My final November fountain is from Scotland, though it is fairly typical of anywhere in the British Isles – a memorial fountain.
The heart of the oldest part of Dunkeld is ‘The Cross’, where the High Street broadens out to flow either side of a central area that was once home to the Mercat (or market) Cross.
The Atholl Memorial fountain was erected on the site of the market cross. It was funded by public subscription and built in 1866 to the memory of George Augustus Frederick John 6th Duke of Atholl. The duke had introduced a piped water supply to Dunkeld prior to which all water had to be drawn from the Tay, which explains all the wynds leading to the river.
The fountain was designed by a Perth based architect C S Robertson with sculptures by John Rhind. Details in the carvings include birds and animals, gargoyles, family crests and masonic symbols – the 6th duke was Grand Master Mason of Scotland from 1843 until his death in 1864.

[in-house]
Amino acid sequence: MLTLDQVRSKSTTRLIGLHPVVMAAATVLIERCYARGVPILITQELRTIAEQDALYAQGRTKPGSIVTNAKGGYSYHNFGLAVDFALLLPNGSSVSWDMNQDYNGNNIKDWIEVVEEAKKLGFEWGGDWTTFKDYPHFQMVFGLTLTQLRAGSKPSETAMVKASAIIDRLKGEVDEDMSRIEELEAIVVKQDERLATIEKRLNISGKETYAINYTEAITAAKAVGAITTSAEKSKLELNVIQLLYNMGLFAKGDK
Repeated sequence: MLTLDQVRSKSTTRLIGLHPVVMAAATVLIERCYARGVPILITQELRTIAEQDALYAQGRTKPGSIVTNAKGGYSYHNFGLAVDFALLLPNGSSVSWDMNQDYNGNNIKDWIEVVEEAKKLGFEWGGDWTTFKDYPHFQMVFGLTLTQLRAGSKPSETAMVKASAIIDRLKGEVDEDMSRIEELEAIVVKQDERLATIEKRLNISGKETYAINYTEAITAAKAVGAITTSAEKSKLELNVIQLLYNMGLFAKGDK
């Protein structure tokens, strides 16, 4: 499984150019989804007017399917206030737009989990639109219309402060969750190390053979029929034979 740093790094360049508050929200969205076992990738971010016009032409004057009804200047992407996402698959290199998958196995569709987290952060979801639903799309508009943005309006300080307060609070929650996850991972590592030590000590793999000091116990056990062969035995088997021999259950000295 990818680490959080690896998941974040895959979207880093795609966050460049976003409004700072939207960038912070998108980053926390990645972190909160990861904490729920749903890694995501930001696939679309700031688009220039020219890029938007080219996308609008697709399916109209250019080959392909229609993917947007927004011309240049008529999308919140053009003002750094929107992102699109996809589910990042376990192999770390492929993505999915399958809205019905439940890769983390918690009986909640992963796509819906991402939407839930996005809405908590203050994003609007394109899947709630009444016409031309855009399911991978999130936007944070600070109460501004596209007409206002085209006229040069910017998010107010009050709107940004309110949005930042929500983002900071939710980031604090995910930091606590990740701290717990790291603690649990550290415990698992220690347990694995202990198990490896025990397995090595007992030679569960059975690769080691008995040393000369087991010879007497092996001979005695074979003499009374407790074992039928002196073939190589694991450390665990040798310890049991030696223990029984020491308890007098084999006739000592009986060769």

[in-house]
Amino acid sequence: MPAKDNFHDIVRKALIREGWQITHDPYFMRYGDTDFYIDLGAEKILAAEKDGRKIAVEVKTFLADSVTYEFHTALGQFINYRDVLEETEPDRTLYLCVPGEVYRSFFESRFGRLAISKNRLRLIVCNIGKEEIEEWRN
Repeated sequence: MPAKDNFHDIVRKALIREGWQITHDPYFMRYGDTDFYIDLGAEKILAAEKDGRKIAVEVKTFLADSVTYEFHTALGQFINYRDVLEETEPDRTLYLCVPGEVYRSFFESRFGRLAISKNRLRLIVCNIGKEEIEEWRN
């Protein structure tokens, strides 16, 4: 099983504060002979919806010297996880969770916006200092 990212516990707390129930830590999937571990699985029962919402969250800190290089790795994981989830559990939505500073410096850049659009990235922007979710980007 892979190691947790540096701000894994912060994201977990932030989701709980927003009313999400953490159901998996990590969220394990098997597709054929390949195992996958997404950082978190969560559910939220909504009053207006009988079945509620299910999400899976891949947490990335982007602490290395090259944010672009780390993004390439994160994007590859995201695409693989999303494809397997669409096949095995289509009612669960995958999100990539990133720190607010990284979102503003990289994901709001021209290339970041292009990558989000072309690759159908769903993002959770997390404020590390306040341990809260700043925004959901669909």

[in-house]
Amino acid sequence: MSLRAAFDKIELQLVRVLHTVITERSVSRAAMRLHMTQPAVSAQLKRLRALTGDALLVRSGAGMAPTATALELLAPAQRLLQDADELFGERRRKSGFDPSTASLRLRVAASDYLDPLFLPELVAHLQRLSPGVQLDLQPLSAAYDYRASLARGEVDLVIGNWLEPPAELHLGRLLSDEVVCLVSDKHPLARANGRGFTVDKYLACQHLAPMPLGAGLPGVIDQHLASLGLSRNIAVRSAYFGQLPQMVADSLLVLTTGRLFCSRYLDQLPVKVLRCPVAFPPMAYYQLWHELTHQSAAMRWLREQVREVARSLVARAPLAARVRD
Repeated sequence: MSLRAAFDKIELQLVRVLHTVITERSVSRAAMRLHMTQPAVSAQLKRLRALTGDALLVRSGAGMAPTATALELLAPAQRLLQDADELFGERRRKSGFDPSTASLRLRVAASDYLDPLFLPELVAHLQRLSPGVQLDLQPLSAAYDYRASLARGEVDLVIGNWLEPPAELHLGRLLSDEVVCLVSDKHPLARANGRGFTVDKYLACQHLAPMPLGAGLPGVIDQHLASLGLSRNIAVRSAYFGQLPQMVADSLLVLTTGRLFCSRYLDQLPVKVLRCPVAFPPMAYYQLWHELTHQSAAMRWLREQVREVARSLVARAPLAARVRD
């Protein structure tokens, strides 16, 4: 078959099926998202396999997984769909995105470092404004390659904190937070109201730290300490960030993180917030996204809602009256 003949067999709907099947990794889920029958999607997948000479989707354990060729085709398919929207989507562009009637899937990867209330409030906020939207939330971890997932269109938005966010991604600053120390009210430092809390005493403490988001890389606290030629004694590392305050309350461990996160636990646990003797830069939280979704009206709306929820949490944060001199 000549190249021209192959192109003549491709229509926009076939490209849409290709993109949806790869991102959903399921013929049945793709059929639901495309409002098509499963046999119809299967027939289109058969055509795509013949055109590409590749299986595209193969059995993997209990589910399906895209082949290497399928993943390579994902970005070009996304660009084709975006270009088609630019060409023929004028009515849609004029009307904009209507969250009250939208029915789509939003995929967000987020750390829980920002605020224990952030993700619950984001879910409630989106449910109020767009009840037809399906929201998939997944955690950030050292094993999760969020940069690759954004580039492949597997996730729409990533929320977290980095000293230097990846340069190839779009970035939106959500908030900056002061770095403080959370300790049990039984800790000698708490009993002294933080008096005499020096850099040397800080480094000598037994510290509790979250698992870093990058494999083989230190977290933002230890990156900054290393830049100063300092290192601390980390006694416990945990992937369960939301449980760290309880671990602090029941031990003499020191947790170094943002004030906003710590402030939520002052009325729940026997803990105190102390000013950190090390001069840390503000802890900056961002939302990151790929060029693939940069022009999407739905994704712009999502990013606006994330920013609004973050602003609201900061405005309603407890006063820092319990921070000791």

The result was highly decorative and also functional. The water that flows from the fountain in summer today is not drinkable, but when first built it could serve both passing humans and horses.
The ownership of the fountain was passed to the National Trust for Scotland in 1991 and restoration of the fountain including restoring the flow of water was carried out with donations from several organisations and people. The water is turned off in the winter to avoid freezing.
If you’d like to join in with the fountain challenge then please pop over to Polianthus for the rules
This month is the time to feature fountains from your own country. I’m sure she would love to see you.
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